Expenditure Switching Policies
These are policies that attempt to cause consumers to switch demand away from imports towards the output of domestic businesses. This occurs if the relative price of imports can be raised, or if the relative price of UK exports can be lowered. This should then cause a change in the spending patterns of consumers away from foreign goods and towards output produced within the domestic economy. Expenditure-switching measures include a devaluation / depreciation of the exchange rate which increases the price of imports and reduces the foreign price of exported goods and services. A lower exchange rate increases the profitability of exporting products overseas. The effects of an exchange rate change depend crucially on the price elasticity of demand for exports and imports and also the price elasticity of supply of domestic producers. Policies that reduce the rate of inflation in the economy below that of other international competitors, leading to a gradual improvement in price competitiveness, should also improve the current account, as will measures to reduce the unit costs of domestic firms, such as export subsidies and policies to encourage higher investment and labour productivity.
A depreciation or devaluation of the exchange rate will, however, not normally be enough on its own to correct a balance of payments deficit, particularly if the causes of the deficit are long term and structural, reflecting a loss of comparative advantage in leading export industries, and rising import penetration. Hence different policies are required that improve the supply-side performance of the economy and make domestically produced goods and services more competitive in international markets. In theoretical terms, such policies shift the aggregate supply curve to the right, resulting in higher real GDP and lower prices. Hence the current account improves as domestic producers sell more exports and satisfy more home demand for goods and services.
These policies might include:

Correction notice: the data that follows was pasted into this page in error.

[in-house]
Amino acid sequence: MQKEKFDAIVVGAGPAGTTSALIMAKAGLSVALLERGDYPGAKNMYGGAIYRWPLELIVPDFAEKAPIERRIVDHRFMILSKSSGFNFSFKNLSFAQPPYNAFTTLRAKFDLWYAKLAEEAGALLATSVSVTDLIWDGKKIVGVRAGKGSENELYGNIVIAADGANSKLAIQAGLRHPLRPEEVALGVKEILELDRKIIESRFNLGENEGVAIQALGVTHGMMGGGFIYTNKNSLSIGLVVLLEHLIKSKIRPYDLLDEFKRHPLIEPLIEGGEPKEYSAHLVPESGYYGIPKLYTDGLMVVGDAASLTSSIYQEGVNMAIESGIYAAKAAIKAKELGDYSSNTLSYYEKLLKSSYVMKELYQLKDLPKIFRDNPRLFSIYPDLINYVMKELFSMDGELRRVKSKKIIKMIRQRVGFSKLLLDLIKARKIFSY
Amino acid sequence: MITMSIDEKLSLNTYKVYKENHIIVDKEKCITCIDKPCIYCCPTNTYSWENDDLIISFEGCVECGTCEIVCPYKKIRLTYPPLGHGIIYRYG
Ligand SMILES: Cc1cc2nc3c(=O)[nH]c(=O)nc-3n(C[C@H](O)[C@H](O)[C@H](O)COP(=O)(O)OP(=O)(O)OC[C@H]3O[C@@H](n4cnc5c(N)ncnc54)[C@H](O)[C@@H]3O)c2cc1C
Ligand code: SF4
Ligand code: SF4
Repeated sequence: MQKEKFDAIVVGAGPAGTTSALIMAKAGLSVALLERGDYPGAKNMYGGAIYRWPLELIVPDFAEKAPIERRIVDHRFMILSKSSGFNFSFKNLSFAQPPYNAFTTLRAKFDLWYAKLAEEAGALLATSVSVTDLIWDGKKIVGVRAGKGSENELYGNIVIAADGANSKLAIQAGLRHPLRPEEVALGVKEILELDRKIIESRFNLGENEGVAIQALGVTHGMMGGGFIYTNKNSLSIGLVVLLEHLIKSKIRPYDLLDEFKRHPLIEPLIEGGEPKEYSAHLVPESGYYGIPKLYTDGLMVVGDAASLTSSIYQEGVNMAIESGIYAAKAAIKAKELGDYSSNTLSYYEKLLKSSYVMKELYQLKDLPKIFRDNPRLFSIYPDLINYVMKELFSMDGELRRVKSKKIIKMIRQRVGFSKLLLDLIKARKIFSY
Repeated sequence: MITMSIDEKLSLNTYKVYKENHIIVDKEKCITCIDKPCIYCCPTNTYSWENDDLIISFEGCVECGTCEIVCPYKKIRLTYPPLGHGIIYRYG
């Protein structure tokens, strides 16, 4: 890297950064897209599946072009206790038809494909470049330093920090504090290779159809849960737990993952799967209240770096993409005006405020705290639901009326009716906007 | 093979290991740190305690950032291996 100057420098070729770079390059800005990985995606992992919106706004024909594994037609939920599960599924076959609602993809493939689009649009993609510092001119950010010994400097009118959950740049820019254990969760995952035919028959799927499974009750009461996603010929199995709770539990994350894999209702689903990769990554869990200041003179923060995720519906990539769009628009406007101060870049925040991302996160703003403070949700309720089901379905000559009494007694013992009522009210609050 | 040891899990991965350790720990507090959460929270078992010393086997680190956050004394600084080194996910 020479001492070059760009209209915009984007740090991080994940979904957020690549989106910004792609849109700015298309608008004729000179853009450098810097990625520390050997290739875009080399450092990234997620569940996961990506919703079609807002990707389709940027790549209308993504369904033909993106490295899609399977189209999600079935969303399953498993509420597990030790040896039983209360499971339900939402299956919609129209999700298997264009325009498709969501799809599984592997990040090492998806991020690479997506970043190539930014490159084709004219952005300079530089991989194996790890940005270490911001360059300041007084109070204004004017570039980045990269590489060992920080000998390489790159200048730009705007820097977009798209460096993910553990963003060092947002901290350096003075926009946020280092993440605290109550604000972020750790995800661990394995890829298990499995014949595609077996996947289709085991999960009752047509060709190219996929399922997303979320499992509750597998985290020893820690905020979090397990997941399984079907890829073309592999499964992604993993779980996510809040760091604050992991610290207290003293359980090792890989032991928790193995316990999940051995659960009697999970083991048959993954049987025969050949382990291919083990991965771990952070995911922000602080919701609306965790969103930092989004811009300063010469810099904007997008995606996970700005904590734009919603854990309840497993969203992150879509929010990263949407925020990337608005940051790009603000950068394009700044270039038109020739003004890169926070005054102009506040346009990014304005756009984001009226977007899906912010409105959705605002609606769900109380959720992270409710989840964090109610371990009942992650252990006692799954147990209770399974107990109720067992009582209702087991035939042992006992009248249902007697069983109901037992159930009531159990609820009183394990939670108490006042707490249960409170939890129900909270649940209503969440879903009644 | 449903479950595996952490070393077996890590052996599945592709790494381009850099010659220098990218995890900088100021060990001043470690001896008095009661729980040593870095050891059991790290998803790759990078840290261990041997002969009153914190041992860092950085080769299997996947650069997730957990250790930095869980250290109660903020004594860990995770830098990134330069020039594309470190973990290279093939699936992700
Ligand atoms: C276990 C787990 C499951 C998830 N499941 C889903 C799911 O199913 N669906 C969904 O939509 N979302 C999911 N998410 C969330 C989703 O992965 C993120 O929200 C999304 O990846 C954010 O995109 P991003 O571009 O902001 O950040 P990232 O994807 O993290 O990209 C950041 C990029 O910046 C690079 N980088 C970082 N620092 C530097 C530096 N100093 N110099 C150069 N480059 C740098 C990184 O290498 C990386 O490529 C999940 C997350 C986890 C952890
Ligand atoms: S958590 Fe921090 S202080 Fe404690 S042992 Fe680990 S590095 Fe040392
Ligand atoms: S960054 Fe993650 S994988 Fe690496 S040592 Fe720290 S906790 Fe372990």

Reforms of the tax and benefit system to improve labour productivity - cuts in personal and corporate tax rates, the promotion of small firms, a decrease in the real value of social security benefits.
Fiscal policy incentives to encourage capital investment, research and development and entrepreneurship in industries with export potential, including attraction of direct overseas investment
The reduction of trade union power and greater labour market flexibility (lowers production costs).
The creation of the conditions (such as low taxation, low start-up costs, easy access to finance, advance factories) favourable to increased investment in industries with large growth potential in international markets.
The development of an ‘enterprise culture’ aiming at increasing the productive capacity, efficiency and flexibility of the economy.
An emphasis upon education and training - a recognition of the importance of human capital as a vehicle for increasing productivity and trend growth. This is seen in the introduction of (and annual increases in) the national minimum wage, the adoption of the employment protection provisions of the EU Social Chapter, and the use of an elaborate system of tax credits to make work a more attractive option for the low paid.
Investment in infrastructure - particularly transport systems.
It should be noted that the UK's trade performance in services is much better than in goods – for example there is a huge surplus in financial and business services (although travel, tourism, shipping and aviation are all in deficit). In the coming years, world trade in knowledge-based services will continue to expand at a rapid rate. The British economy needs to retain and develop its comparative advantage over other nations in high-valued services traded across countries. There are, however, limits to the impact that economic policy can have in reducing a balance of payments deficit because the overall flow of trade in goods and services is the result of millions of individual spending and saving decisions by consumers and businesses, both at home and overseas, all of which are subject to a wide variety of factors. Most supply side policy also takes a great deal of time to deliver its effects. The main role that economic policy can probably make is to create the macroeconomic conditions (low inflation, low business taxes, economic stability) favourable for high investment and productivity – two key factors that drive comparative advantage in the long run.
I hope this is helpful.